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Wild Rose, 2019

With reference to Devils II, 2017.
The subject of this series is the roots of the Rugosa Rose. It is also called Beach Rose, and in Denmark it comes under the designation “vildrose” (translated: Wild Rose).
Perhaps it is this last term that best frames my love – Wild Rose.

 I associate it with a fragrance that connotes summer, the bright time of the year. As a kid, when I was shirking school and the weather was fine, I took my kayak and paddled to an island where I found shelter on the beach. A beach and a place often defined by large Beach Roses, either in bloom or later in the season, bearing the well-known orange fruits.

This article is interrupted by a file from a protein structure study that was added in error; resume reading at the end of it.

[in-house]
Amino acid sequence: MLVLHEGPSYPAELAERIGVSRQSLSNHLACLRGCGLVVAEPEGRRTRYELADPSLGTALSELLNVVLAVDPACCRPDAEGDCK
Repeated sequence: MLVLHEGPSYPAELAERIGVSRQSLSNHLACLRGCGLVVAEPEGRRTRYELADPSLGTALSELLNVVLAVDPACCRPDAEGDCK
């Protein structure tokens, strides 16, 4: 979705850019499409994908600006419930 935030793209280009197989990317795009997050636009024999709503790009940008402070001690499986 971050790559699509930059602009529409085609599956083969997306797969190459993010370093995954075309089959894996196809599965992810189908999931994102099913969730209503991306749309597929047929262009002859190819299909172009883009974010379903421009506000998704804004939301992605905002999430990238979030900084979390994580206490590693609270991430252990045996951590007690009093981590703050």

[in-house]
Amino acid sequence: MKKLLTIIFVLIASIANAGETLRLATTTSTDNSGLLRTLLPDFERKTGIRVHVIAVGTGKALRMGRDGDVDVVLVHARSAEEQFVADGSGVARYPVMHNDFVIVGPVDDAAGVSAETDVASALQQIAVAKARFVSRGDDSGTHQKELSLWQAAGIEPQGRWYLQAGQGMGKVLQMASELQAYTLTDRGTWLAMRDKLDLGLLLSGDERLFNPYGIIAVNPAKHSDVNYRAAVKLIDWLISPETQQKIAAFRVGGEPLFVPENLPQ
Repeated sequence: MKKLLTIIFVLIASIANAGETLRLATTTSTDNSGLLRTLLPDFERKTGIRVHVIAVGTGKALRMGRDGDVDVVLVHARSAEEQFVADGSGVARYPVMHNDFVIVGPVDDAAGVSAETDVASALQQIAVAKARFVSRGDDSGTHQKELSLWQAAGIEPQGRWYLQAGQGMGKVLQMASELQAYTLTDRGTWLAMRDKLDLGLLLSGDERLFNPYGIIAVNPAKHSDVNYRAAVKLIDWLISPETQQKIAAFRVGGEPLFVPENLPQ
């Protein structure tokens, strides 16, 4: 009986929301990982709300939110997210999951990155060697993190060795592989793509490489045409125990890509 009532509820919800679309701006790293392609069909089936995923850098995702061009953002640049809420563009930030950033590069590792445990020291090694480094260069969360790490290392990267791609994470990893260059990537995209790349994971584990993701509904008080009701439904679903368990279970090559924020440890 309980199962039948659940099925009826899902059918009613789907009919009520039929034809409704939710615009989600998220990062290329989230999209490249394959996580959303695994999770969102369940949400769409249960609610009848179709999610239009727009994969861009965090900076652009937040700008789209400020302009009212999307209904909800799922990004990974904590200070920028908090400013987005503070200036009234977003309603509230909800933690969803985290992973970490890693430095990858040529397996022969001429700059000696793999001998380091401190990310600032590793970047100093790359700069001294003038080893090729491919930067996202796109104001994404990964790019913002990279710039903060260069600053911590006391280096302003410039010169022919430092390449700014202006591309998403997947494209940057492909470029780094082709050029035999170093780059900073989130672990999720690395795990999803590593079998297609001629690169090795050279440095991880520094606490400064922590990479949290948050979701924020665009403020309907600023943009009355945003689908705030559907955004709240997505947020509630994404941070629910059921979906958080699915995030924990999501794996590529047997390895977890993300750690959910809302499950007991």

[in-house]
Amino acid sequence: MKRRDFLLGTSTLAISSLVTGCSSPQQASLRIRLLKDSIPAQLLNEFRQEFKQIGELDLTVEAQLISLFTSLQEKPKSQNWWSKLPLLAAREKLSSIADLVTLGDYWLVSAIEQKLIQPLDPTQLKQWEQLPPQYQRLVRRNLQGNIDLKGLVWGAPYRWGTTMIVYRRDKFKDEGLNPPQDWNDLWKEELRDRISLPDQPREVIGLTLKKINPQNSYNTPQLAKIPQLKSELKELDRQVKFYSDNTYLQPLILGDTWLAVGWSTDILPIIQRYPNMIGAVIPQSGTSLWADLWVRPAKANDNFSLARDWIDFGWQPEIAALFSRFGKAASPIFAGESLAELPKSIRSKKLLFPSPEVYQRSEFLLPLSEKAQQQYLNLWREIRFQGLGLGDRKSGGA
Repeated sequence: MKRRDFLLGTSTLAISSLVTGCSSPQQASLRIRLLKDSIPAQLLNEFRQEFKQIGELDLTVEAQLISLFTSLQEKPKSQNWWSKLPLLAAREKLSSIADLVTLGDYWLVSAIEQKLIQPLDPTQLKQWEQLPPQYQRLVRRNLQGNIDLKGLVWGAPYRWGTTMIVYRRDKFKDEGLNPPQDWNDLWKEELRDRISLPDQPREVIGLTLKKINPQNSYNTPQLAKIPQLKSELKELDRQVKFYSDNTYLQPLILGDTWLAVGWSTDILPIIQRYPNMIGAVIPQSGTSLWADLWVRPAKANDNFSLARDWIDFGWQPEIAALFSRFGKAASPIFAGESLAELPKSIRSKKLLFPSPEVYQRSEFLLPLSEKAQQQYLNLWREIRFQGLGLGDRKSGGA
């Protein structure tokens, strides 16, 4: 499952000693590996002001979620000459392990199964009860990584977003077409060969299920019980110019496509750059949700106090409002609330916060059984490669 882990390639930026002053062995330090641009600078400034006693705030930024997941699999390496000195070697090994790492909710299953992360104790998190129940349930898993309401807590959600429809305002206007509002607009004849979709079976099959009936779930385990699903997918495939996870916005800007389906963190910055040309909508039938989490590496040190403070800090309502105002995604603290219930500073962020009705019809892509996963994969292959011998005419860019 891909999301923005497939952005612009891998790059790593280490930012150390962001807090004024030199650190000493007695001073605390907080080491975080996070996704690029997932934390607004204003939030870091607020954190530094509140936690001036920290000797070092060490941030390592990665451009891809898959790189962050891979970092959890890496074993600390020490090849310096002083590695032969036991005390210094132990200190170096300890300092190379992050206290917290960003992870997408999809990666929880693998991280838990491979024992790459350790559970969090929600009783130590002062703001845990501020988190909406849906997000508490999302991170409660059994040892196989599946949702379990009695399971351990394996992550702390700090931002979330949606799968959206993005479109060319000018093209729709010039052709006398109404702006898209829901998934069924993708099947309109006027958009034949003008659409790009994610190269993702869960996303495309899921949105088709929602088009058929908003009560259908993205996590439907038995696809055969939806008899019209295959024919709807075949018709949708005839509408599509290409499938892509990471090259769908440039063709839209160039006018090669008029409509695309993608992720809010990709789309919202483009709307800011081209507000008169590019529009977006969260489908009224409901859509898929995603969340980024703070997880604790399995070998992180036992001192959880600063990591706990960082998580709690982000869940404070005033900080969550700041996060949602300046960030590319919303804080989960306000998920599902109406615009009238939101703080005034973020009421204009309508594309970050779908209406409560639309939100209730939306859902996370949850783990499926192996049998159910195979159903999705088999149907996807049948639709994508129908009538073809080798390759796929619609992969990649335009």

Currently, I have not dug up the roots for them to be part of my project. I did not dig them up. They lay scattered on my beach. The beach was like having been hit by a bomb. A municipal front loader or an excavator had systematically dug up all the roses and filled them into containers for destruction. Only the deep traces from the heavy construction machinery and small parts og roots remained in the sand.
Today, the plant must be controlled, and it is on the Nature Agency’s list of landscape weeds. The Rugosa Rose is doomed condemned invasive – it is a stranger.

Thanks for this time, Wild Rose.